In these circumstances, rescuers should apply the adult pads in the anterior-posterior (“front-and-back”) position since the adult pad placement may not be possible given the size of the electrode pads relative to the small chest of the pediatric patient.
Installing pediatric AED pads
Older AED units, such as the ZOLL AED Plus, require responders to remove their pre-installed adult pads and insert a separate and detached set of pediatric pads to treat infants and children. The dedicated pediatric pads have a built-in attenuation mechanism that receives the full amount of energy from the AED unit but reduces the energy to a lower level before delivering the shock to a child.
Newer AED models are moving in the direction of using the same set of electrode pads (i.e. universal pads) for adults and pediatric patients.
With universal pads, users can press the “Child Button” on the AED, which switches the device between “adult” and “child” mode, to attenuate the energy of the defibrillation shock.
One set of electrode pads, capable of serving all patients, no matter their size or age, is a much better option than two separate sets of pads (one for adults and one for children) in several ways:
- Saves valuable time: For every minute that defibrillation from an AED is not received, a person’s chances of survival are reduced by 7-10%. During a child cardiac arrest emergency, if an AED owner has a device that requires the installation of separate pediatric pads, the user would need to go through far too many steps just to get the AED to start analyzing the child’s heart rhythm, wasting precious time: (1) find the pediatric pads, (2) take the pediatric pads out of protective packaging, (3) detach the adult pads, and, finally, (4) install the pediatric pads. By owning an AED with universal pads, a user would simply need to press the “Child” button on the device, and just like that, the device is ready to use on a child.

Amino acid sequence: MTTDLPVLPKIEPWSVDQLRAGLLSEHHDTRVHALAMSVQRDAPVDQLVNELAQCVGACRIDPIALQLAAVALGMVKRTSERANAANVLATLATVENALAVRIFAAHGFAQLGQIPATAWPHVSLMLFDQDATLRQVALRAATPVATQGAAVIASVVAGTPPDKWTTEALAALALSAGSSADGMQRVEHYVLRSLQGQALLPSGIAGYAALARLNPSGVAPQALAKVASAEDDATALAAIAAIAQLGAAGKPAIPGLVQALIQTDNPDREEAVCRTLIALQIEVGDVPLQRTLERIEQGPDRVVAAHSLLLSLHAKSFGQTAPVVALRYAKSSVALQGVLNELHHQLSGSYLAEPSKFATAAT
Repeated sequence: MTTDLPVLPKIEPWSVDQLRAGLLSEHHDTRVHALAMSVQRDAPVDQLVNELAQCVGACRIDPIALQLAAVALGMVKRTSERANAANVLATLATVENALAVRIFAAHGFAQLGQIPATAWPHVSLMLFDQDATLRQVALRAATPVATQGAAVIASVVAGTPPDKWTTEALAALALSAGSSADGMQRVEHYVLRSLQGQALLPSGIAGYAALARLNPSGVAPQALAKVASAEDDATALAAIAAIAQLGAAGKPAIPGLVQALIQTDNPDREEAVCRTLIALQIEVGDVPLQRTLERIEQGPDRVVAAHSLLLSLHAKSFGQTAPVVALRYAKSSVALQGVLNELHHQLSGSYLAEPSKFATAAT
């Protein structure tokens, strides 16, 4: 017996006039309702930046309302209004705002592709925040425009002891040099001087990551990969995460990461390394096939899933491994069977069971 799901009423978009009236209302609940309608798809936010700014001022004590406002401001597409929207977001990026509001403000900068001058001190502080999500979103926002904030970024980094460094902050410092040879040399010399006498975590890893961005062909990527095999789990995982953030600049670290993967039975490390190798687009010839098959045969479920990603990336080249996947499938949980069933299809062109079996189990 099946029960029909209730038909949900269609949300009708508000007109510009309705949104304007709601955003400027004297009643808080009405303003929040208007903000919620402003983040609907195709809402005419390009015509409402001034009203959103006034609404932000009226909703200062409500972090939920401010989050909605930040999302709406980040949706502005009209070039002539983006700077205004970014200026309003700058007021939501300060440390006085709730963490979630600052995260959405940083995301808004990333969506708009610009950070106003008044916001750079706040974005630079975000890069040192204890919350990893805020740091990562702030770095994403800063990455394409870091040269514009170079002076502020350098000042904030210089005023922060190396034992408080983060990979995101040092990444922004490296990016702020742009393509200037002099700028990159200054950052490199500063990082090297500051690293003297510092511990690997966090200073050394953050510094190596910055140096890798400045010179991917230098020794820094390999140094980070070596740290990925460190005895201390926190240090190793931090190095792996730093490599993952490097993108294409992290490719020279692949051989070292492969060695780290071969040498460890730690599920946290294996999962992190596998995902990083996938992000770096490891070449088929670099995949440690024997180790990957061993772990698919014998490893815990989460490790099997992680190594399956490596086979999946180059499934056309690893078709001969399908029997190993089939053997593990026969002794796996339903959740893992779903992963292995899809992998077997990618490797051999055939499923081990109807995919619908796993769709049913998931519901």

- Saves money: Pediatric pads are expensive and must be replaced every time they’re used and when they expire (typically every 2 years). Depending on the AED’s make and model, pediatric pads can cost over $100, which translates to hundreds of extra dollars spent over a 10-year period of ownership, not counting if they’re used!
- Fewer Headaches: In some cases, such as when an AED’s adult and pediatric pads have different expiration dates, owners can forget to replace them which may lead to expired pads that don’t work when they’re needed most. This extra financial burden of keeping track of two sets of electrode pads is not worth the risk of losing lives, and even potentially facing litigation for failing to properly maintain the device.
Where do you place AED pads on a child?
The electrode pad placement might vary from one AED brand to the next, so be sure to check your AED’s owner’s manual for specific electrode pad placement instructions. If you can’t find it there, most AEDs have an image printed directly on the electrode pads that signify where they should be placed on the patient’s body.
Usually, the proper location to attach AED pads on a child is anterior-posterior (or “front-and-back”) placement – which is when one electrode pad is placed in the center of the child’s chest and the other pad is placed in the center of their back.